Tuesday, January 26, 2021

Union safety effect confirmed in Ontario construction industry

The Institute for Work & Health (IWH) recently released a follow-up study about the union safety effect in the construction industry. Based on data from 2012 to 2018, the report confirms that unionized construction firms had a 31% lower rate of lost-time claim injuries.

This report did not confirm earlier findings that unionized construction firms also reported more no-lost-time injury claims. It appears a more refined methodology is responsible for this non-finding. When the more recent data was analyzed with the older methodology, the older finding returned.

Company size was found to matter. The union effect on lost-time claims was larger for larger companies. No union effect was found for companies with 0 to 4 full-time equivalent employees. The vast majority of construction firms fall into the 0-4 FTE category.

-- Bob Barnetson

Tuesday, January 19, 2021

Labour & Pop Culture: Tillsonburg

Over the holidays, I heard a Stompin’ Tom Connors song called Tillsonburg. Tillsonburg is a town located just southeast of London, Ontario and was once a centre of tobacco production. The song recounts the experience of a worker recruited for field work.

This song shines some light on why Canada continue to operate programs bringing migrant agricultural workers to Canada (now focused more on vegetable and fruit production). Essentially, workers who have options, aren't prepared to work and live in the conditions offered by agricultural operators.

While a way down in Southern Ontario
I never had a nickel or a dime to show
A fella beeped up in an automobile he said "Do you want to work in the tobacco fields of Tillsonburg?" (Tillsonburg x3)
My back still aches when I hear that word

He said "I'll only give you seven bucks a day" but if you're any good you'll get a raise in pay
Your bed's all ready on the bunkhouse floor if it gets a little chilly you can close the door

Tillsonburg (Tillsonburg x3) my back still aches when I hear that word

I'm feelin' in the morning anything but fine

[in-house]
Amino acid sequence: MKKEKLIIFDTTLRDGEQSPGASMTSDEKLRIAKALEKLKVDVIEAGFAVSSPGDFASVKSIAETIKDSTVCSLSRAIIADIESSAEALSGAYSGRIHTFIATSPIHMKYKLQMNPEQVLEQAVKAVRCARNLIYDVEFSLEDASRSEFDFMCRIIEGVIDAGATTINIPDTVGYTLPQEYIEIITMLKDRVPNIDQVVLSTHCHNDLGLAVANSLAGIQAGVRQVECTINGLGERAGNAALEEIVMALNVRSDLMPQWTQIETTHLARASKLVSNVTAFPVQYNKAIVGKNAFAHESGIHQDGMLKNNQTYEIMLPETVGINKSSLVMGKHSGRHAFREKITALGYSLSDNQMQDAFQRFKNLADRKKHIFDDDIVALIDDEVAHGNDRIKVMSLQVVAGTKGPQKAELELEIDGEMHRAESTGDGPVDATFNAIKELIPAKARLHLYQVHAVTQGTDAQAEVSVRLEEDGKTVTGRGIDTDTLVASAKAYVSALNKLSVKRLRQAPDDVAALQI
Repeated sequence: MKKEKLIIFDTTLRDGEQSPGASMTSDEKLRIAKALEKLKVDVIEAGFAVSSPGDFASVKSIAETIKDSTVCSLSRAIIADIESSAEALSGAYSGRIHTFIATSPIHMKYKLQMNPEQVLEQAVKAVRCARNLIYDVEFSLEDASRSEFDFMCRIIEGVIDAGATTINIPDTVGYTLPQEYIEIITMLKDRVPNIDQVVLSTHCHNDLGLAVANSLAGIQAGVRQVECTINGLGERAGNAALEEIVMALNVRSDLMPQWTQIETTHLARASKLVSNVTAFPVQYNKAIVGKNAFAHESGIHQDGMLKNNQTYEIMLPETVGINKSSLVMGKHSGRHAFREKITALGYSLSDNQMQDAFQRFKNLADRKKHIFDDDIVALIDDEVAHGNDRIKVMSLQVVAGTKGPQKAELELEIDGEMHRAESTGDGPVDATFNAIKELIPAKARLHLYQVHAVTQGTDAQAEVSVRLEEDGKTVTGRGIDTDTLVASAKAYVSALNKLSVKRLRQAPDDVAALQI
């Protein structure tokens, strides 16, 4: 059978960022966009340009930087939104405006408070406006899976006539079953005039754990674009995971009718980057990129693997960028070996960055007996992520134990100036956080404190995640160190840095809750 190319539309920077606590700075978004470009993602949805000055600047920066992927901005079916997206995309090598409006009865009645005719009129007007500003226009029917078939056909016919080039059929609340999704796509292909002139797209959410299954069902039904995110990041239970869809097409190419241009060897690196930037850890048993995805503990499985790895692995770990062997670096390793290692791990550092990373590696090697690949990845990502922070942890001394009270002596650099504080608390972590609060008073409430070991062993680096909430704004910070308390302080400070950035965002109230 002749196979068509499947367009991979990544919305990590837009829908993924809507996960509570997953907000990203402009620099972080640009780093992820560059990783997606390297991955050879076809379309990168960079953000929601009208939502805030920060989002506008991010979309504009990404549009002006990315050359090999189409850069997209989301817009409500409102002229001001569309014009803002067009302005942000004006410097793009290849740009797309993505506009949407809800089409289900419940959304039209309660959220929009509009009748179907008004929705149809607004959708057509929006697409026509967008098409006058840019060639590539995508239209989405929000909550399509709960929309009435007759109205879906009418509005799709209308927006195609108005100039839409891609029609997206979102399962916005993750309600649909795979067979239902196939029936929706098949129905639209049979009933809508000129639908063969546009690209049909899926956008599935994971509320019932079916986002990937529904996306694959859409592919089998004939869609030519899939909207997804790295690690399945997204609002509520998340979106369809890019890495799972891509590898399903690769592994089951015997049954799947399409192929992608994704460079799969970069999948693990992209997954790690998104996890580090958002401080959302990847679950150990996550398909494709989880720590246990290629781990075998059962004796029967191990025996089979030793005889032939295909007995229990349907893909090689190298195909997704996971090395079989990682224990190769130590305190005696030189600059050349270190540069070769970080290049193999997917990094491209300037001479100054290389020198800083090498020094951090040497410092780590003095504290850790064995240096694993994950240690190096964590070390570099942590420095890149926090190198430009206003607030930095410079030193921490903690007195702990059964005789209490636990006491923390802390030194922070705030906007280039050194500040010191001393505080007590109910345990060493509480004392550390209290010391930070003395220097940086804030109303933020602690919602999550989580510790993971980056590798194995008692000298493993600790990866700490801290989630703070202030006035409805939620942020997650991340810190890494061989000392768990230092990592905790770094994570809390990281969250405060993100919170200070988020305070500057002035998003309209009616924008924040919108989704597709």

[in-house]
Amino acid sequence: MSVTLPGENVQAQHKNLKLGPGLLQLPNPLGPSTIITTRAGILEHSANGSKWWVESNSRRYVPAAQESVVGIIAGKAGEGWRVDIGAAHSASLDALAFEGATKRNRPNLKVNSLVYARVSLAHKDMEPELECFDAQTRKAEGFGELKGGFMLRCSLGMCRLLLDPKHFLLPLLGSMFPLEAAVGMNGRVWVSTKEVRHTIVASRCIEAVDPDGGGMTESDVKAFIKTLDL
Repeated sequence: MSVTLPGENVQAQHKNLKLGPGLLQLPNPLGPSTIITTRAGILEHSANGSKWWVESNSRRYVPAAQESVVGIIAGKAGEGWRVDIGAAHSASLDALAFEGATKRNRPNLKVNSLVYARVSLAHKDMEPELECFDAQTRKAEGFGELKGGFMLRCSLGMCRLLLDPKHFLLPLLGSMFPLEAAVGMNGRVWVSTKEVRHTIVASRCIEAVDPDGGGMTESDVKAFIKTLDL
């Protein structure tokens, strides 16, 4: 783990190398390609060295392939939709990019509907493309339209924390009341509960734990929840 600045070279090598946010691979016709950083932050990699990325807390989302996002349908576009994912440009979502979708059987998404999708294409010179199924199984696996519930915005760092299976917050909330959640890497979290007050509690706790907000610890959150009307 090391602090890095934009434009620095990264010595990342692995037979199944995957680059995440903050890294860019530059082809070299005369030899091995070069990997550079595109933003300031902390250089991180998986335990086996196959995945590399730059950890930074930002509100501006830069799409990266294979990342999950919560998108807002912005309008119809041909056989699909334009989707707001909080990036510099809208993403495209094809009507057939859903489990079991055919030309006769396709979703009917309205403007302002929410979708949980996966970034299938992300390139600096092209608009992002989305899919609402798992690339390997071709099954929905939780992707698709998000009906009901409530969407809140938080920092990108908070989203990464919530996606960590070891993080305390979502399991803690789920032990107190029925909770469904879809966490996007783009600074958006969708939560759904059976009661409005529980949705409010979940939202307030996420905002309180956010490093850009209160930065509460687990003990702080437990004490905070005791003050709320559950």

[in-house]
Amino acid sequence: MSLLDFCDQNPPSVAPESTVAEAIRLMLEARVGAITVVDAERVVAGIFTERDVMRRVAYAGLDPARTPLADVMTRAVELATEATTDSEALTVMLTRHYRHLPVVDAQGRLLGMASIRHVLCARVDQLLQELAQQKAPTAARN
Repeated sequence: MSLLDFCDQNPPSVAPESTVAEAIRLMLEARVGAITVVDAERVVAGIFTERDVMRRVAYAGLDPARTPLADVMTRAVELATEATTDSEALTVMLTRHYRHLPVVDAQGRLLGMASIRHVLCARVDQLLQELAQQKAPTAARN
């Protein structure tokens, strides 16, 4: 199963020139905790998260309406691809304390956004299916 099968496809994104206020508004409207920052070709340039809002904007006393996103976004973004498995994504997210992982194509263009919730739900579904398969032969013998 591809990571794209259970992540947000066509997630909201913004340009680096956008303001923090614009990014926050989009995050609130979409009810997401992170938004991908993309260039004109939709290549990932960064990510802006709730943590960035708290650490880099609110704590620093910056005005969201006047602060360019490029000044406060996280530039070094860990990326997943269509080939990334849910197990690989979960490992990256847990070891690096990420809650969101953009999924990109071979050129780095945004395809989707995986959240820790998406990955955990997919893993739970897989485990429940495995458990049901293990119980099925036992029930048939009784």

The farmer said "i'm going to teach you how to brane"
He said "You'll have to dawn up a pair of oil skin pants" if you want to work in the tobacco plants of Tillsonburg (Tillsonburg x3)
My back still aches when I hear that word

Well we landed in a field that was long and wide with one whole horse and five more guys
I asked him where to find the cigarette trees
When he said "Bend over" I was ready to leave
Tillsonburg (Tillsonburg x3)
My back still aches when I hear that word

He said to pick just the bottom leaves
Don't start crawlin' on your hands and knees
Prime your load cause you'll get no pay
For standin' there pickin' at your nose all day around Tillsonburg
(Tillsonburg x3)
My back still aches when I hear that word

With a broken back from bendin' over there
I was wet right through to the underwear
And it was stuck to my skin like glue
From the nicotine tar on the morning dew of
Tillsonburg (Tillsonburg x3)
My back still aches when I hear that word

Now the nearest river was two miles from
The place where they was waitin' for the boat to come
When I heard some talk of makin' the kill
I was down the highway and over the hill from
Tillsonburg (Tillsonburg x3)
My back still aches that word

Now there is one thing you can always bet
If I never smoke another cigarette
I might get taken in a lot of deals
But I won't go workin' the tobacco fields of